Finally the Justices wondered whether Virginia shouldn't be allowed to restrict access to its records, given that its law is designed to provide access to government information to ensure good government--a concern that applies uniquely to Virginians.  On this point, several Justices compared the right to access to the right to vote, and noted that out-of-staters don't get it.  In short: Shouldn't Virginia be able to keep its records to its own state citizens?  The question goes at least in part to the purpose of Virginia's FOIA--to provide information on governance (as the state would have it), or to restrict information in restraint of free trade (as the petitioner argued).

The parties didn't provide terrific answers to any of these questions.  But counsel for the petitioner did note that the challenge was as applied, not facial.  This could allow the Court to rule narrowly in favor of this individual, without overturning the restriction as to anyone else.  But even that result seems likely only if the Court can get over two threshold problems.  First, the restriction is not a direct discriminatory regulation of interstate commerce (even if it may have an indirect effect on interstate commerce in this case).  Next, Virginia is certainly able to restrict some of its state functions to its own citizens.  The question for the Court: Is this one of them?

SDS

February 21, 2013 in Cases and Case Materials, Commerce Clause, Dormant Commerce Clause, Federalism, News, Privileges and Immunities, Privileges and Immunities: Article IV | Permalink | Comments (0) | TrackBack (0)

Friday, November 30, 2012

Sixth Circuit Strikes Michigan's Bottle Return Label Requirement

The Sixth Circuit ruled in American Beverage Association v. Snyder that Michigan's requirement that returnable beverage containers bear a unique mark violated the Dormant Commerce Clause.  The ruling strikes Michigan's requirement. 

The ruling turns on the dormant Commerce Clause's "extraterritorial doctrine," which, according to one concurring judge on the panel, is "a relic of the old world with no useful role to play in the new[.]"  If so, this case could offer the Supreme Court a good chance to clean up this corner of the dormant Commerce Clause.

The case involves Michigan's bottle-deposit law, which requires consumers to pay a ten-cent deposit on a beverage container (like a can or bottle).  Containers sold in Michigan must bear a designation--"MI 10c"--in order to distinguish them from containers sold in other states.  Consumers who return a container with the "MI 10c" designation get a ten-cent deposit back when they return the container.  (Michigan is one of ten states with a bottle-deposit law.)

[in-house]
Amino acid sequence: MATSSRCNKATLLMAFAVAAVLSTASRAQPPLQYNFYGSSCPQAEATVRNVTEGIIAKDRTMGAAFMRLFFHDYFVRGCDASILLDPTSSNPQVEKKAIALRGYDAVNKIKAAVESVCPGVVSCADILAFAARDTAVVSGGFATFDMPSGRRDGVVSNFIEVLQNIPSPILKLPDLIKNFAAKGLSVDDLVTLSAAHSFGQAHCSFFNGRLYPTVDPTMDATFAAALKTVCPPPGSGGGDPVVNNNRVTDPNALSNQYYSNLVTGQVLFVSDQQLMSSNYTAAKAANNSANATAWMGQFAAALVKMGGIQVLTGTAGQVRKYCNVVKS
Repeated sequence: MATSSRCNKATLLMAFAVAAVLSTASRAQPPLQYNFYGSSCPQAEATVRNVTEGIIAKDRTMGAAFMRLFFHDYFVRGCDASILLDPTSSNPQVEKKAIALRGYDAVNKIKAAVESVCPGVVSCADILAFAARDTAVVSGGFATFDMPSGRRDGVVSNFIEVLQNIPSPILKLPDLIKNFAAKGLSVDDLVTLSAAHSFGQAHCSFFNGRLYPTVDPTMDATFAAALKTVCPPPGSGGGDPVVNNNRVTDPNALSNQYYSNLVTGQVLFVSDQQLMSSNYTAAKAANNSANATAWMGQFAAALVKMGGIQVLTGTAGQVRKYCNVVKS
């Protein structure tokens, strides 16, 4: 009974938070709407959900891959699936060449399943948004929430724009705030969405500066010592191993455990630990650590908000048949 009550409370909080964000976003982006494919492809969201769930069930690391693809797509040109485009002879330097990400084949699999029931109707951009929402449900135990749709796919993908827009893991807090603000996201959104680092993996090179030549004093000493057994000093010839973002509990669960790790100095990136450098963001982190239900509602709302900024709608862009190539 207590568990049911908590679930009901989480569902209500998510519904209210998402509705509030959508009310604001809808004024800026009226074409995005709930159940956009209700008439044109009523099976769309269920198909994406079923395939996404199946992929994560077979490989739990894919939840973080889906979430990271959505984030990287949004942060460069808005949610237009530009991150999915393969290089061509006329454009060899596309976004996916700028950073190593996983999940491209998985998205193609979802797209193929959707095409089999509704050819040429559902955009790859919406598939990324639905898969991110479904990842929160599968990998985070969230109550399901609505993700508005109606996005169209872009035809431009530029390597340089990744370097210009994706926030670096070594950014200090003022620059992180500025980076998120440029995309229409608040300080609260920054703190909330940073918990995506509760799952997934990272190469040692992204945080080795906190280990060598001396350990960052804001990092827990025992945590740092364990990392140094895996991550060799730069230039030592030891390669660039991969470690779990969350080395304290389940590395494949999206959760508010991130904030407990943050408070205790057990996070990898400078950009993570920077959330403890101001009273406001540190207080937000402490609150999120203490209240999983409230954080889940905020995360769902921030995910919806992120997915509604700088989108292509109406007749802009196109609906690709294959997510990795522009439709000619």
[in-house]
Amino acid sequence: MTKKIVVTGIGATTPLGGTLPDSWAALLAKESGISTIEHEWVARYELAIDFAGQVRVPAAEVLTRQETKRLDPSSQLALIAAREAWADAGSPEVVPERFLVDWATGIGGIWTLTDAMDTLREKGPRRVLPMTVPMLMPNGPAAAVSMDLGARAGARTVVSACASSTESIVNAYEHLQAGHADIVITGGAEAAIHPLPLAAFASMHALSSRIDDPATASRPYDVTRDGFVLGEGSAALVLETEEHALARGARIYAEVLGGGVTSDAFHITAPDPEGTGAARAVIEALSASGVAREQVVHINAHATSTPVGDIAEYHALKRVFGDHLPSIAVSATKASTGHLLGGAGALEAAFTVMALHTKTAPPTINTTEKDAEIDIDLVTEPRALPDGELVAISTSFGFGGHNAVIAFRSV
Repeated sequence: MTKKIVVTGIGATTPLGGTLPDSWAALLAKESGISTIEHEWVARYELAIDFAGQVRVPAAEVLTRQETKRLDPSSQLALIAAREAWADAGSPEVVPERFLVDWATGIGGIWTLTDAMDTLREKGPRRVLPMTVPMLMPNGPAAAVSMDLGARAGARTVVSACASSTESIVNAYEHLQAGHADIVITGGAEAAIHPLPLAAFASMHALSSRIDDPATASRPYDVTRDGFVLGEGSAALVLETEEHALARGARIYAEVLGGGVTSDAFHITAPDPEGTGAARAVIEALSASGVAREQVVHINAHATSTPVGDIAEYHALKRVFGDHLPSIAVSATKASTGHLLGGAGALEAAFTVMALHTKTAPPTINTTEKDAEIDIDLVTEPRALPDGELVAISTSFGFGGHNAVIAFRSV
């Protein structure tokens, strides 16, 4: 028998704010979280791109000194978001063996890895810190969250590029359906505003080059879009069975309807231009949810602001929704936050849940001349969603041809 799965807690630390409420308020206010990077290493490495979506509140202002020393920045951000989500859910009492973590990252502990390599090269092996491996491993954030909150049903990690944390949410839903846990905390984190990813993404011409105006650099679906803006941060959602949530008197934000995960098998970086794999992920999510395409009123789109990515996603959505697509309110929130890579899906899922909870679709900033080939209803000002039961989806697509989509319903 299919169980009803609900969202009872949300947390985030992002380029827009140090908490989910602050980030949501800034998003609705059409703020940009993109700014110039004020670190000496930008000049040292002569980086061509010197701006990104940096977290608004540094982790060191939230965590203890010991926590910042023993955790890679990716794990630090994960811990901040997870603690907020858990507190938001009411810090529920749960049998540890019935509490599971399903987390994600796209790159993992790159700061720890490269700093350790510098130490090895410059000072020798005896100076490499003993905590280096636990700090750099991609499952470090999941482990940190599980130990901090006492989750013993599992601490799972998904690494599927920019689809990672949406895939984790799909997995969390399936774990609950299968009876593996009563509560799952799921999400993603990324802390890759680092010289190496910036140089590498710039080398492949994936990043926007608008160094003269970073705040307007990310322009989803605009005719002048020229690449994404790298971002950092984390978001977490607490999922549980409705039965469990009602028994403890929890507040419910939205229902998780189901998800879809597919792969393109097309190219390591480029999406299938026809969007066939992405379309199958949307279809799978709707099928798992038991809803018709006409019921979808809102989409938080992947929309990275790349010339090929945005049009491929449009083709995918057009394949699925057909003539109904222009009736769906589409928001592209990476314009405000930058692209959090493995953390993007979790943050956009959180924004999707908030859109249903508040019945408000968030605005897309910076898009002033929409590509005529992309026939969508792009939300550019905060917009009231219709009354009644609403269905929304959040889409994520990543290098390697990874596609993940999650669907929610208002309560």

Some consumers discovered that they could return containers in Michigan that were purchased from states that have no deposit law (that is, non-"MI 10c" containers) and net ten cents on each return.  This was especially easy with "reverse vending machines"--automated return machines that did not distinguish between Michigan containers and out-of-state containers.

The Michigan legislature responded by requiring beverage manufacturers to place a unique mark on Michigan returnable containers (in addition to the "MI 10c" mark) that would allow a reverse vending machine to determine whether the container was, in fact, a Michigan returnable container.  Failure to comply could result in a penalty of up to six months' imprisonment or a $2,000 fine or both.

Manufacturers sued, arguing that the requirement amount to an unconstitutional restraint on interstate commerce in violation of the dormant Commerce Clause.

The Sixth Circuit agreed.  It ruled that while the requirement did not discriminate against interstate commerce (on its face, in its purpose, or in its effect), it did "directly control[] commerce occurring wholly outside the boundaries of a State," and thus was extraterritorial under Healy v. Beer Inst. Inc. (1989).  This doctrine renders extraterritorial regulation "virtually per se invalid under the dormant Commerce Clause."  Op. at 13.

Judge Sutton concurred but wrote separately "to express skepticism about the extraterritoriality doctrine."  Judge Sutton wrote that the doctrine may have outlived its usefulness.

SDS

November 30, 2012 in Cases and Case Materials, Commerce Clause, Dormant Commerce Clause, News, Opinion Analysis | Permalink | Comments (0) | TrackBack (0)

Thursday, February 9, 2012

State FOIA for State Residents Only: Constitutional According to the Fourth Circuit

May a state limit its statutory Freedom of Information Act to "state citizens"? 

Doesn't such a provision violate the Privileges and Immunities Clause of Article IV?  Or the dormant aspect of the commerce clause? 

Not according to the Fourth Circuit. In McBurney v. Young, decided earlier this month, the Fourth Circuit upheld the constitutionality of a Virginia statute that allows access to state records to "to citizens of the Commonwealth, representatives of newspapers and magazines with circulation in the Commonwealth, and representatives of radio and television stations broadcasting in or into the Commonwealth."  Va. Code Ann. § 2.2-3704(A). 

Virginia_new_signThe challengers - - - one a former resident of Virginia with his divorce, child custody, and child support decrees from Virginia and another an information broker dealing in real estate tax assessments - - - argued that the state citizen limitation violated the Privileges and Immunities Clause of Article IV and the information broker also argued the "dormant" aspect of the Commerce Clause, Art. I §8 cl. 3.